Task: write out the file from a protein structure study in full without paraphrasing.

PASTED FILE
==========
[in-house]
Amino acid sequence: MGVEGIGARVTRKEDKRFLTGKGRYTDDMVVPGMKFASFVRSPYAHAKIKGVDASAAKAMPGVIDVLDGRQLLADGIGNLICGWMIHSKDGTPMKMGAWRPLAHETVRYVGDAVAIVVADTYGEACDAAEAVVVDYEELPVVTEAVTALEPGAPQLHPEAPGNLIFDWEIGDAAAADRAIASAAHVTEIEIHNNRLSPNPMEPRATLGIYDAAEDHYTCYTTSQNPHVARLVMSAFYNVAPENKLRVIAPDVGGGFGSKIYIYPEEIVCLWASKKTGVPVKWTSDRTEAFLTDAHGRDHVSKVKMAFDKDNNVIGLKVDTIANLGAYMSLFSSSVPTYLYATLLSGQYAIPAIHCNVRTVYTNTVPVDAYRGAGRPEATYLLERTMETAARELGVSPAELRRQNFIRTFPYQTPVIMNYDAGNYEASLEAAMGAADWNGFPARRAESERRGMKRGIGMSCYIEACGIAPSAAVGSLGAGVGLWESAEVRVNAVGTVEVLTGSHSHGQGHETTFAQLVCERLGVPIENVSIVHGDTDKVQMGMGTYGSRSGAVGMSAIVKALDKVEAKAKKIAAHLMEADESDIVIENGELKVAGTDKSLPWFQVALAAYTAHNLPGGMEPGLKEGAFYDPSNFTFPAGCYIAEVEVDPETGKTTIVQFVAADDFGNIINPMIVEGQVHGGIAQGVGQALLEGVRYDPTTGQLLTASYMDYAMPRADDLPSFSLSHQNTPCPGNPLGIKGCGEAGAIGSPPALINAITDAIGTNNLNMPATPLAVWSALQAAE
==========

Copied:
[in-house]
Amino acid sequence: MGVEGIGARVTRKEDKRFLTGKGRYTDDMVVPGMKFASFVRSPYAHAKIKGVDASAAKAMPGVIDVLDGRQLLADGIGNLICGWMIHSKDGTPMKMGAWRPLAHETVRYVGDAVAIVVADTYGEACDAAEAVVVDYEELPVVTEAVTALEPGAPQLHPEAPGNLIFDWEIGDAAAADRAIASAAHVTEIEIHNNRLSPNPMEPRATLGIYDAAEDHYTCYTTSQNPHVARLVMSAFYNVAPENKLRVIAPDVGGGFGSKIYIYPEEIVCLWASKKTGVPVKWTSDRTEAFLTDAHGRDHVSKVKMAFDKDNNVIGLKVDTIANLGAYMSLFSSSVPTYLYATLLSGQYAIPAIHCNVRTVYTNTVPVDAYRGAGRPEATYLLERTMETAARELGVSPAELRRQNFIRTFPYQTPVIMNYDAGNYEASLEAAMGAADWNGFPARRAESERRGMKRGIGMSCYIEACGIAPSAAVGSLGAGVGLWESAEVRVNAVGTVEVLTGSHSHGQGHETTFAQLVCERLGVPIENVSIVHGDTDKVQMGMGTYGSRSGAVGMSAIVKALDKVEAKAKKIAAHLMEADESDIVIENGELKVAGTDKSLPWFQVALAAYTAHNLPGGMEPGLKEGAFYDPSNFTFPAGCYIAEVEVDPETGKTTIVQFVAADDFGNIINPMIVEGQVHGGIAQGVGQALLEGVRYDPTTGQLLTASYMDYAMPRADDLPSFSLSHQNTPCPGNPLGIKGCGEAGAIGSPPALINAITDAIGTNNLNMPATPLAVWSALQAAE